The Croatian army’s operation `Storm’, planned and executed with the assistance of the US officers, was launched on 4 August 1995, with 150 – 70 000 troops supported by armour and heavy artillery as well as NATO air strikes against Serb communications centres in the Serb Krajina. As in the May operation, the Croatian forces – which greatly outnumbered the defendents – brushed the UN forces aside and completed the operation in four days. In this operation, Milošiević ‘s government severely restricted Krajina Serb forces’ attempts to retaliate or to resist: a few weeks before the attack it replaced the Krajina Serb top commanders with reliable officers from Serbia and issued sealed orders to unit commanders to withdraw their units and to evacuate the Serb population on prearranged routes to Bosnia and Serbia. As the Krajina Serb leaders had feared since December 1992, Milošiević abandoned their cause of independence from Croatia; in return for his co-operation in the Croatian conquest of Krajina and, later, with the NATO-supported offensive in Bosnia, the US supported the partial lifting of the UN sanctions against Yugoslavia in December 1995.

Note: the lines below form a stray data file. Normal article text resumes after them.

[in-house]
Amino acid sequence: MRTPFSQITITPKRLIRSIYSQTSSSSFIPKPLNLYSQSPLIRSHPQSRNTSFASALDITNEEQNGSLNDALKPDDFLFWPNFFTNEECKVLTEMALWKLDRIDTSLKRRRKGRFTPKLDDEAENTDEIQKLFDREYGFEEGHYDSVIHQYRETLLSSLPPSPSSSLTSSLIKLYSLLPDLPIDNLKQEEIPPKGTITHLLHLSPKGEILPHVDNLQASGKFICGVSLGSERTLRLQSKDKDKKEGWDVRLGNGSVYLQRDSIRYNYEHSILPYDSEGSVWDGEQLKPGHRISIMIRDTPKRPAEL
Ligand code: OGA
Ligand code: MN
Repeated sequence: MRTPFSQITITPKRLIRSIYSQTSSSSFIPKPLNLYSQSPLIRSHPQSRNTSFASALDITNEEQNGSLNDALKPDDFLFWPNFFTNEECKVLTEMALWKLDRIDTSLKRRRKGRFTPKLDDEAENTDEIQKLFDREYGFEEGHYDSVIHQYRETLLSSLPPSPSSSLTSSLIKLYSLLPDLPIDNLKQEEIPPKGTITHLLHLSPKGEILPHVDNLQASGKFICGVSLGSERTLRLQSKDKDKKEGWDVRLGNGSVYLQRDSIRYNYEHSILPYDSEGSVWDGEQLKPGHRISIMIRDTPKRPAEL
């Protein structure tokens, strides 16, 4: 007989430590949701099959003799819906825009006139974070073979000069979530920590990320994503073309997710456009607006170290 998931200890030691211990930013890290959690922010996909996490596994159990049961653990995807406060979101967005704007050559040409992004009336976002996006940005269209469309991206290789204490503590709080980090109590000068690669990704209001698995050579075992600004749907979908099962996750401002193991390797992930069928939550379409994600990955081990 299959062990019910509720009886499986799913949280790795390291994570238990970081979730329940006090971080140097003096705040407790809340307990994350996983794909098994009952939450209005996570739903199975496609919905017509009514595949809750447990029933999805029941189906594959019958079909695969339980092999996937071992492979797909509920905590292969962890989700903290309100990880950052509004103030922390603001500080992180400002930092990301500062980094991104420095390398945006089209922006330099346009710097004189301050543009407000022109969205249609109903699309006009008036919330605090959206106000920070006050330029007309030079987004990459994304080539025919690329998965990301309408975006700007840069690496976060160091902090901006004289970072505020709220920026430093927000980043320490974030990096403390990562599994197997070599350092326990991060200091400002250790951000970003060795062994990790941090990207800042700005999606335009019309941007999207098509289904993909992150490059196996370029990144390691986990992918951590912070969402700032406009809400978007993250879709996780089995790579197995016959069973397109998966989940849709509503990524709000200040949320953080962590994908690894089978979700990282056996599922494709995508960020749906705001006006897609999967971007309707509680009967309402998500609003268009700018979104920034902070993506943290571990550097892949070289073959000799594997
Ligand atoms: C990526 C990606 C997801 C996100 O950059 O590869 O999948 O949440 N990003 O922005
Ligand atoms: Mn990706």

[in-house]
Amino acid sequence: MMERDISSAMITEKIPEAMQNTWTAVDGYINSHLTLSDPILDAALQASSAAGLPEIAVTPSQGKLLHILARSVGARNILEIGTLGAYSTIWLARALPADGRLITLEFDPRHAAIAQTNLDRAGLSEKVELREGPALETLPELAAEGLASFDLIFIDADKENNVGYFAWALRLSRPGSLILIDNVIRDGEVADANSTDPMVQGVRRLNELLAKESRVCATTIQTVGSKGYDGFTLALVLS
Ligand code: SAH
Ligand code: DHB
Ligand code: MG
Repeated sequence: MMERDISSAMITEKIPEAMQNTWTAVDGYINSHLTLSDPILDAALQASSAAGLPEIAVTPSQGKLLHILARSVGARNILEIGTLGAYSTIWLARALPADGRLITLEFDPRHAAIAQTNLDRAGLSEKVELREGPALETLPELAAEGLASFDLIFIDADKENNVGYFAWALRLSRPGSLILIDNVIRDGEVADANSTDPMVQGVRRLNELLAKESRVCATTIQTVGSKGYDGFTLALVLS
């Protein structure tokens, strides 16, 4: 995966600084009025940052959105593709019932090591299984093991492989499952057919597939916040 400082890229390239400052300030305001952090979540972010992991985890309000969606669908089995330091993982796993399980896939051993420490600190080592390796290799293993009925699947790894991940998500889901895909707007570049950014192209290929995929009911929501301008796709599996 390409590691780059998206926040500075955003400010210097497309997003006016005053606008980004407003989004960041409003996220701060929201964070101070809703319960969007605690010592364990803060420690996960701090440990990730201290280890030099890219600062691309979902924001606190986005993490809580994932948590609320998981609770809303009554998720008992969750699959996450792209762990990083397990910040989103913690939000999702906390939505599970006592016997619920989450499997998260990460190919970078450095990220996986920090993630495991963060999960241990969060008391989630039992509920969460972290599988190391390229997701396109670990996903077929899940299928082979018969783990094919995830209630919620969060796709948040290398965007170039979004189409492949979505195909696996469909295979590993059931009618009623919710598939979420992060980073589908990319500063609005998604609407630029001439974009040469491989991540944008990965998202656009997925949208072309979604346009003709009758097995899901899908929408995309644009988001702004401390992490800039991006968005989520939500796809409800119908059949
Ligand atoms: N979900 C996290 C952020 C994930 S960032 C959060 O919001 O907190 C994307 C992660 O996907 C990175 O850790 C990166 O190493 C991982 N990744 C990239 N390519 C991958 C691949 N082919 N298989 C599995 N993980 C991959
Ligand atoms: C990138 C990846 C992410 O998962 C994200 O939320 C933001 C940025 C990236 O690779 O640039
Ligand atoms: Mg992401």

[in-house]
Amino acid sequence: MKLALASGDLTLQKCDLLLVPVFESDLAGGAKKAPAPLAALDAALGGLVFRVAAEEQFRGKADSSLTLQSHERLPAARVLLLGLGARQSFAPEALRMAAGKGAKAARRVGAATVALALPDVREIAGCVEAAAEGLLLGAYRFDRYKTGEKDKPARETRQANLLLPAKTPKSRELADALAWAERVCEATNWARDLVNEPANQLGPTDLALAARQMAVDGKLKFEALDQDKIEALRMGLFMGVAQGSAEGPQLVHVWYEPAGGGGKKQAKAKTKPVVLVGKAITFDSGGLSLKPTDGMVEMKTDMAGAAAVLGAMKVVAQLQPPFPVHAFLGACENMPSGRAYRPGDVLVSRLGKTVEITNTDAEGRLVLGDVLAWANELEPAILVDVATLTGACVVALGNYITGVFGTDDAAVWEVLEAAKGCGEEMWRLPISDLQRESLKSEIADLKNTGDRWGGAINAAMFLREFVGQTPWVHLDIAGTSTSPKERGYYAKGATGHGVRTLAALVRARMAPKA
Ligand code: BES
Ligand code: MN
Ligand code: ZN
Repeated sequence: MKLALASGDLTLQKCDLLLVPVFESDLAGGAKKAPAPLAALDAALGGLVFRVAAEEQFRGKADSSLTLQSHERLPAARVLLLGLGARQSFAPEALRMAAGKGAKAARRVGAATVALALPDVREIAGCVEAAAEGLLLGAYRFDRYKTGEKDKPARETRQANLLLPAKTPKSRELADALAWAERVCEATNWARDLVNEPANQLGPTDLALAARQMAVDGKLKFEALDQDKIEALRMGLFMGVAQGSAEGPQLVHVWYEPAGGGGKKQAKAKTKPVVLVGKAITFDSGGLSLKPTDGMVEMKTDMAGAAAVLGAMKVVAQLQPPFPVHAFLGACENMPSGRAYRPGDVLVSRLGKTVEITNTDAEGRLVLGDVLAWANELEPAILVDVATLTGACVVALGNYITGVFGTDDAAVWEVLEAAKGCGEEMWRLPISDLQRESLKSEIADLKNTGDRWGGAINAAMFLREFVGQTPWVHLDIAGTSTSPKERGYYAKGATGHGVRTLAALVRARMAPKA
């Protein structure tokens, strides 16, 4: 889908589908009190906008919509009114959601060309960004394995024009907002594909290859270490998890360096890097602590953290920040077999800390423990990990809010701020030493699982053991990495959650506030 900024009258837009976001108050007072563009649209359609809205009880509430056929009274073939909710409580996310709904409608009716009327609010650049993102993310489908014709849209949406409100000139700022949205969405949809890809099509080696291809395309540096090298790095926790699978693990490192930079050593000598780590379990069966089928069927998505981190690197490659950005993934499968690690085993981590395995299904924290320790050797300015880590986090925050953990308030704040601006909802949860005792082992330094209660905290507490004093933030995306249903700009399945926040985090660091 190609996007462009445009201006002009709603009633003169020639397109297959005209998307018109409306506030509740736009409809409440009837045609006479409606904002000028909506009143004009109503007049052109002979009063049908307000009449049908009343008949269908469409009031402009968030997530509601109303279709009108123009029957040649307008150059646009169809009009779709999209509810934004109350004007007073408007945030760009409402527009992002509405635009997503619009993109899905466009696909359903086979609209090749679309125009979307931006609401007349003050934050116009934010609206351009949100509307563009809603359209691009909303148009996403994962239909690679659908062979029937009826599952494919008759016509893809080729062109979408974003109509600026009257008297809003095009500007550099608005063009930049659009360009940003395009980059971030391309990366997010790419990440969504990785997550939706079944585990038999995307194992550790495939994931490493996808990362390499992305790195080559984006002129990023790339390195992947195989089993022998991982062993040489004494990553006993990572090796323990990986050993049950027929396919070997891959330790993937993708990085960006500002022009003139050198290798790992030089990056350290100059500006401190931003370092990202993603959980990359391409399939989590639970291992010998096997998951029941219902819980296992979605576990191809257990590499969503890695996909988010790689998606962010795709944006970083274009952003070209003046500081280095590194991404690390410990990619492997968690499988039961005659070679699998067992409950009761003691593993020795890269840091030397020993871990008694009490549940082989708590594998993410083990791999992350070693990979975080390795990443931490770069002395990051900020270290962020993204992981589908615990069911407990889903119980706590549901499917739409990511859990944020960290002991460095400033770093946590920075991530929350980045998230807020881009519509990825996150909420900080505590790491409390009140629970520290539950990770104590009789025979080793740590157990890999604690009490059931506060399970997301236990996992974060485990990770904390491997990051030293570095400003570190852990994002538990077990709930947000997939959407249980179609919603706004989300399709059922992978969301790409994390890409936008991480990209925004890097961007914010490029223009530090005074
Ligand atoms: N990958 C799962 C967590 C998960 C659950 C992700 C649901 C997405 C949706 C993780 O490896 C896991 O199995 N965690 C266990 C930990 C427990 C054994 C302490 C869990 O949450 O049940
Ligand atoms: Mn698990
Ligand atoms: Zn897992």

In a few days between 150 and 200 000 Serbs – almost the whole of the Serb population – had retreated from the towns and villages under heavy Croat bombardment, first to Bosnia and then to Serbia. Some of the remaining, mostly elderly Serbs, fell victim to the `scorched earth’ policy which involved looting and burning of the abandoned villages. As a result, the dominant media image of the Serbs as brutal aggressors favoured by the Croatian government, was very briefly replaced on television screens by the image of Serb refugees from Krajina as victims of the Croatian army; the Western media could have hardly failed to record the largest single operation of forced expulsion of civilians in the Yugoslav conflict to date, carried out this time with the US support and without opposition from its European allies. This four-day operation realized for the first time the nineteenth-century nationalist dream of an independent and pure Croatia. As most of its Serb inhabitants from other areas had already left, Croatia would soon reach a rare level of national purity, paralleled in this part of the world only by Slovenia: by 1998, when the last UNPA area, Eastern Slavonia, was transferred to Croatia, Croatia had 94 per cent of its population declared to be Croat.